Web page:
Coalition catches a bout of fiscal madness

I've been out of touch with the news this week so yesterday I took the opportunity to catch up. And boy had I missed out on some excitement.

Firstly, the big news in Sydney is the very public stoush between the Waterhouse family and Singo. I admit I found myself in hysterics at reports of the verbal slanging match that occurred at the NSW Racing inquiry. So much so that I was struggling to follow the facts of the case, other than it seemed to involve a lot of beer drinking and a few poorly timed phone calls. Singo also seemed to have saved himself $100,000 avoiding backing a loser (no wonder he's been so upset).

Questionable (but not surprising) that it should have been the Tele's major news story but entertaining nonetheless. And that's where it should have ended.

But then we get reports that the NSW Government is prepared to consider legislation to compel witnesses to attend NSW racing inquiries. Things must be very slow for the NSW Government if they need to be worrying about legislation to compel ex-footballers to attend inquiries to confirm for the record that they can't quite recall what they said when they were on the booze.

Things then got even weirder as I went on to read that there had been a public stoush between our Federal politicians (who definitely have better things to do) over the use of the word 'calibre'. I don't have much time for parliamentary debate over word definitions but it did focus my attention on Tony Abbott's parental leave scheme.

Now at this point I have to admit I'd only ever been vaguely aware of this policy previously. Mainly because I figured it was one of those 'non-core promises' that would be quietly ditched once Tony had proved to the nation that he 'gets it'. But, as Government spending is very dear to the heart of superannuation investors around the country, I thought I should take a look.

And imagine my surprise when I realised that the Coalition appears to have gone stark raving, fiscally, mad.

This isn't about the merits or otherwise of parental leave. Let's stick to the financials and run the numbers.

As I understand it, someone earning $150,000 who takes six months off after a baby, gets $75,000. If they take three months off they get $37,500. But someone earning $50,000 gets $12,500 or $25,000, depending on how much time they take off work.

Basically, the more you earn and the longer you take off work, the more cash you get.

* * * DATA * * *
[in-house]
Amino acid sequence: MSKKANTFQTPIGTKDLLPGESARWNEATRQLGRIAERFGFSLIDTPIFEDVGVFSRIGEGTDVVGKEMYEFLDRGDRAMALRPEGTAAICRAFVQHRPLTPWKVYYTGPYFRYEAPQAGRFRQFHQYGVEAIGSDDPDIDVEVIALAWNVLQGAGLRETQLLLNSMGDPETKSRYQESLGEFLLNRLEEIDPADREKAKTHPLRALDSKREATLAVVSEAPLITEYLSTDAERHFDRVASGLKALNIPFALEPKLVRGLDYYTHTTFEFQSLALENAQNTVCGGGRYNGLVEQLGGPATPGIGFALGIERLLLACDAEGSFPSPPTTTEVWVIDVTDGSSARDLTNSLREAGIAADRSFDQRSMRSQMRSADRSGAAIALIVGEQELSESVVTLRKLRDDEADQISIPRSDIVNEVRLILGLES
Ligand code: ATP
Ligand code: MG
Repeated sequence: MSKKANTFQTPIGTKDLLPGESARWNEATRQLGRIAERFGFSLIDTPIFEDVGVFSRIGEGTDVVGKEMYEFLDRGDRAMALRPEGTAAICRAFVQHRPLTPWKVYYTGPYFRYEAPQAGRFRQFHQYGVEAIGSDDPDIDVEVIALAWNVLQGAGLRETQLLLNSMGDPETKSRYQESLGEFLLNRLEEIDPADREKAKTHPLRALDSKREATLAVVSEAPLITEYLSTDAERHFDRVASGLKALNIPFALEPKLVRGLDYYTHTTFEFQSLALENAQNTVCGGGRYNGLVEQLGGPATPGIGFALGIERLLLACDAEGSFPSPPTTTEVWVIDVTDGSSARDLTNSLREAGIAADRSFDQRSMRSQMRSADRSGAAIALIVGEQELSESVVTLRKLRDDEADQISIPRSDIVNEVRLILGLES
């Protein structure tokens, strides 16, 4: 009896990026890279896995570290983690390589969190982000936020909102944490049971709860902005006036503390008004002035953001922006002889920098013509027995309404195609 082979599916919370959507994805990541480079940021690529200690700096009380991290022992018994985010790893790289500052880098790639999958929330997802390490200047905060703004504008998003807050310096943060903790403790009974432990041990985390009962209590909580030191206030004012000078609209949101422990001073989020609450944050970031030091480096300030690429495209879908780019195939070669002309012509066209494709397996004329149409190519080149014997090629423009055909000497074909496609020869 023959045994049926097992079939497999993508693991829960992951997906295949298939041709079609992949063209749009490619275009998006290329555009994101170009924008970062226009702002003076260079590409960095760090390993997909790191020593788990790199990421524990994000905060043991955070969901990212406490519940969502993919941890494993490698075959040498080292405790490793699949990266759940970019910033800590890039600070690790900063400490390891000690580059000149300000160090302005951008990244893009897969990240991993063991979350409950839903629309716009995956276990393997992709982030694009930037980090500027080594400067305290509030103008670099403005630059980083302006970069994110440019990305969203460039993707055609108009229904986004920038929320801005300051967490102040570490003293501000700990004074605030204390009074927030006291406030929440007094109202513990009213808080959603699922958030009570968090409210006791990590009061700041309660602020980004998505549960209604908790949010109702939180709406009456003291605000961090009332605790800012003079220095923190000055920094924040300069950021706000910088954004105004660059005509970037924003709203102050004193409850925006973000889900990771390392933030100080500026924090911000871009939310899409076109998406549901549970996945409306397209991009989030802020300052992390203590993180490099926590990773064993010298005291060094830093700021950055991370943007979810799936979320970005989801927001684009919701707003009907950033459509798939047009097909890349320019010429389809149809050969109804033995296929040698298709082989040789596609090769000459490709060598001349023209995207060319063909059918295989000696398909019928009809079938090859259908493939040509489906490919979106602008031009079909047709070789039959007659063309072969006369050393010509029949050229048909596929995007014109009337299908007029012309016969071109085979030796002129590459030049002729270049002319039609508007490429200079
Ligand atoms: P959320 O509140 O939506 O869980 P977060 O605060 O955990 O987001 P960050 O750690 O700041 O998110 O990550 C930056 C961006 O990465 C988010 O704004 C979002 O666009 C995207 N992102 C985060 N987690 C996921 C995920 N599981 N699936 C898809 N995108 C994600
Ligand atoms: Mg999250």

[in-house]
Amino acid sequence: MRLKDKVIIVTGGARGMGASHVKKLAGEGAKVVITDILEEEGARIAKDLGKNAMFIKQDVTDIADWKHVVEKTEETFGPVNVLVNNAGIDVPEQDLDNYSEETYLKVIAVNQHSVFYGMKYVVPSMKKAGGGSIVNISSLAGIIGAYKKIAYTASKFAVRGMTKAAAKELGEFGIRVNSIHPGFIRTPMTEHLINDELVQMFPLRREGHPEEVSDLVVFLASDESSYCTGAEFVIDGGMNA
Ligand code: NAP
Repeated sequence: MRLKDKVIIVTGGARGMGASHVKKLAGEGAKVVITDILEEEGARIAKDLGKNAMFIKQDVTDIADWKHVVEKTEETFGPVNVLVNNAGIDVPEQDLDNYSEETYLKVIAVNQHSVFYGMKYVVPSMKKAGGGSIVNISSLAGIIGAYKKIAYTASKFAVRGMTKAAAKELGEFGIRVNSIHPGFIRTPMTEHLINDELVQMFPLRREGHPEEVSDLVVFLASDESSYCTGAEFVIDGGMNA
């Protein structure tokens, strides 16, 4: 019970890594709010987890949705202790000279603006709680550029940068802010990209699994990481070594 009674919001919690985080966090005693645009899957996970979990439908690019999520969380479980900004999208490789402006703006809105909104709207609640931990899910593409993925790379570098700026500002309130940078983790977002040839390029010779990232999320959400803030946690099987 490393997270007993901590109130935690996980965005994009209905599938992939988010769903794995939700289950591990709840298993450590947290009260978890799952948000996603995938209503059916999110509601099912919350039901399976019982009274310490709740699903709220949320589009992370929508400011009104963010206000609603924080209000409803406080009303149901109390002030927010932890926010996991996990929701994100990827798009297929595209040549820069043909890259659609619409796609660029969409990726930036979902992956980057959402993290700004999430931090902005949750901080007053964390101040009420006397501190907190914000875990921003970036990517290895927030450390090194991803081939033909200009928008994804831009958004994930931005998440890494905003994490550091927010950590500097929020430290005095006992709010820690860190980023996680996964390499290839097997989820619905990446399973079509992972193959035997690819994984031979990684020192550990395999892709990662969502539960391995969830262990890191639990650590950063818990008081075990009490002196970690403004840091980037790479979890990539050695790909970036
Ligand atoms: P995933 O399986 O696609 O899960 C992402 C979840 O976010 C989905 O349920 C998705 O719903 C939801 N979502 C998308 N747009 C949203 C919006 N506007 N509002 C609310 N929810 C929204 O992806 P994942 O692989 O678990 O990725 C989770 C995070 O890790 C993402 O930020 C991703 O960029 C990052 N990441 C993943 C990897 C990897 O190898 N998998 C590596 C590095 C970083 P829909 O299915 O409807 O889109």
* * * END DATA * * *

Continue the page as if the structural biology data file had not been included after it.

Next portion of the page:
In an era where it feels the superannuation system is being wound back monthly, this seems an astonishing way to spend the money saved by slashing contributions caps. Usually the $150,000 crowd get means tested out of benefits, not means tested into more and more of them. I found myself agreeing with Julia Gillard who said it's 'not how we provide assistance in Australia'.

Now I understand the bit about it being good for small business. Anytime you put a levy on big business to pay for something that benefits small business it's good for small business. But I can only guess that the reason Liberal politicians are starting to make noise is that its dawned on them that the maths of the policy are a gigantic 'oops'.

Not only have they gotten the maths backwards but the details of the policy will open up a Pandora's box. How are they going to prevent family businesses giving family members massive pay rises prior to going on maternity leave? What about someone who starts a job on $150,000pa, goes on maternity leave the following month, and then goes back and quits after six months is up? They'd have received $12,500 salary and $75,000 parental leave.

$75,000 also seems like an astonishing amount for a one-off Government hand out. A couple on the pension get about $30,000 in a year and those on unemployment benefits get even less. Perhaps Tony's next move will be to cut pensions and make payments of $500,000 available to those earning a million dollars annually?

This parental leave policy could become Tony Abbott's mining tax. Let's hope someone in the Coalition comes to their senses before he has to scrap the superannuation system completely to afford it.

 

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